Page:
Kennan’s ideas and propositions regarding the Soviet Union were supported by the image and movements of Stalin at the time. The linkage of ideas between the two, further increased the value and importance of Kennan’s ‘Long Telegram’, and the impact it had on U.S foreign policy. The views that Kennan had towards Stalin were cohesive with Stalin’s public speech of February 1946, before the Long Telegram was despatched. Stalin claimed that capitalism made war inevitable, stating “The development of world capitalism proceeds not in the path of smooth and even progress but through crisis and the catastrophes of war” (Isaacs, p 29). According to Isaacs, this speech caused great alarm in Washington. ‘Time’ magazine said it was “…the most warlike pronouncement uttered by any top-rank statesman since V-J Day” (Isaacs p 29). Paul Nitze, a policy advisor in the State Department, supports this view, pronouncing the speech akin to a “…delayed declaration of war against the United States” (Isaacs, p 29). This is clearly reflected in the Long Telegram, where Kennan states that Russia was determined to… wage a relentless battle against western leaders, even if this meant an imperialist war (Clare, 2002/2014). Inevitably, the correlation between Kennan and Stalin assisted the enthusiastic response to the Long Telegram, as it provided an opportunity for people’s fear and speculation of the Soviet Union to be confirmed.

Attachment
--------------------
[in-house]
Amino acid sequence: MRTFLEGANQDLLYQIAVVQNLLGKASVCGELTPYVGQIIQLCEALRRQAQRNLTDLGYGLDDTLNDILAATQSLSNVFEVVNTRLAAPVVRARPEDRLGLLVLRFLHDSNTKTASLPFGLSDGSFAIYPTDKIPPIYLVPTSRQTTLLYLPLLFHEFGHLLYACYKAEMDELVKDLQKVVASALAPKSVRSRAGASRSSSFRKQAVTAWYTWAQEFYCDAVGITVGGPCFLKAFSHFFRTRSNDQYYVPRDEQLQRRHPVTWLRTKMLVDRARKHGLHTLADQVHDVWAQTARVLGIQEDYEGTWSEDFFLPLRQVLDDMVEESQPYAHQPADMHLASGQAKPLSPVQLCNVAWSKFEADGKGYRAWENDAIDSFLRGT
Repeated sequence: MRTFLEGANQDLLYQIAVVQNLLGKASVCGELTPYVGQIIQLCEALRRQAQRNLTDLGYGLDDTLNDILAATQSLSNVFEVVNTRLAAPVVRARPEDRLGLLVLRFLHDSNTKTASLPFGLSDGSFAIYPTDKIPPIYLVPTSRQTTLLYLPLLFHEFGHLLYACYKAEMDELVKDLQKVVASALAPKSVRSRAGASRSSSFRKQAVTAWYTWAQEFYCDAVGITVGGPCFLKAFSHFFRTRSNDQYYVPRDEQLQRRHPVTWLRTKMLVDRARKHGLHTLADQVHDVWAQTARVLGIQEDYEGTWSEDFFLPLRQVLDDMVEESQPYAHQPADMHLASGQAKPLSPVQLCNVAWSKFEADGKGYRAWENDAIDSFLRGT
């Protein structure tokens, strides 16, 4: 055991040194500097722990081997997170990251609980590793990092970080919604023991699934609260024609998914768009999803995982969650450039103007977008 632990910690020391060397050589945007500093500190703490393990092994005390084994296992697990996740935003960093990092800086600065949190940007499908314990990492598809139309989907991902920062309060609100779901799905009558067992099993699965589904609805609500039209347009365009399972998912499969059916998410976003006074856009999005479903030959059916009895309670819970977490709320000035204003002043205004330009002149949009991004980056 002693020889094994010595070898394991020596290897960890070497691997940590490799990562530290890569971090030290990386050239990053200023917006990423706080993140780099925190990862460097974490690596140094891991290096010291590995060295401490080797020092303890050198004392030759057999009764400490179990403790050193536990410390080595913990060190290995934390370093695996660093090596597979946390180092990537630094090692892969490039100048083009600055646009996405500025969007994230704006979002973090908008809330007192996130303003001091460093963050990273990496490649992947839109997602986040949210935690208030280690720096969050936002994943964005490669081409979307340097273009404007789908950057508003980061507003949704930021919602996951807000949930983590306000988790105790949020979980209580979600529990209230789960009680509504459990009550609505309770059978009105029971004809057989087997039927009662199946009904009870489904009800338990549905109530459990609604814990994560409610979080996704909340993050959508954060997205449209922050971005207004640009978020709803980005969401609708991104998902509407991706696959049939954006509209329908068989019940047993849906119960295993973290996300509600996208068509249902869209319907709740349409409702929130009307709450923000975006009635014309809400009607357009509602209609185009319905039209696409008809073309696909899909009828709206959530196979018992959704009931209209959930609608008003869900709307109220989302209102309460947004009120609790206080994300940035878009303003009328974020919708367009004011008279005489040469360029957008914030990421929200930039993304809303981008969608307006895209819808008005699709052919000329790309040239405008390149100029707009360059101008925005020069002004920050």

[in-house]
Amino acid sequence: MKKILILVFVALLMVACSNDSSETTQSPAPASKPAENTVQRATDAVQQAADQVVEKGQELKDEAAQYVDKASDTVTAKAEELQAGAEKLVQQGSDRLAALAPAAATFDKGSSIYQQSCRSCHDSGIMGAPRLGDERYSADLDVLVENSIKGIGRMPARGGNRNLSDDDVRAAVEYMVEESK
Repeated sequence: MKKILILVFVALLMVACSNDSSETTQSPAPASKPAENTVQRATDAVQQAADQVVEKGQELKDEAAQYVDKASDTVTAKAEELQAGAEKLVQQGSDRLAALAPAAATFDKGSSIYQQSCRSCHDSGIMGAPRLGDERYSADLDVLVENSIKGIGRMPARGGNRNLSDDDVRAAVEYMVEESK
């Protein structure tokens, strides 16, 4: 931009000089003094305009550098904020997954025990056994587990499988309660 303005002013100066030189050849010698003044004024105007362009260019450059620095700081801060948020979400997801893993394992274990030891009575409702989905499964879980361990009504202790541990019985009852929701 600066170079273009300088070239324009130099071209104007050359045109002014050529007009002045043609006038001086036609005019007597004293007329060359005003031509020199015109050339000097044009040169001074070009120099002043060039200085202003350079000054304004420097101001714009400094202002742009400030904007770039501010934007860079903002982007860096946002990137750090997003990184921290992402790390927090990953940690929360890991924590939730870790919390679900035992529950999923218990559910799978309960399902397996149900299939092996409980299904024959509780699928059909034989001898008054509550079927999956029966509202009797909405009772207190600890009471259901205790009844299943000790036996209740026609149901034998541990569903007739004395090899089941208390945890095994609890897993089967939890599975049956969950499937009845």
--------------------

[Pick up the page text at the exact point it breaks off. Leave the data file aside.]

George Kennan’s ‘Long Telegram’ was influential towards the U.S. foreign policy during the early years of the Cold War, from 1946 to 1950. Kennan’s detailed analysis of the Soviet Union ensured that the U.S. was as informed as possible when combatting Soviet Union. Kennan’s analysis also provided ample justification for a proactive response on behalf of influential leaders at the time. Through their enthusiasm, Kennan’s ideas, predictions and propositions were legitimised. Lastly, the concepts and suggestions offered by Kennan, were supported by, and in accordance with, the movements and public appearance of Joseph Stalin at the time of the despatch. This further increased the validity of Kennan’s work, ensuring that the impact of the Long Telegram was substantial. Hence, due to the detailed nature of his work, the justification he provided in regards to the Soviet Union, and the legitimisation and support provided to him by other significant individuals, the impact of the Kennan’s ‘Long Telegram’ on U.S. foreign policy was great.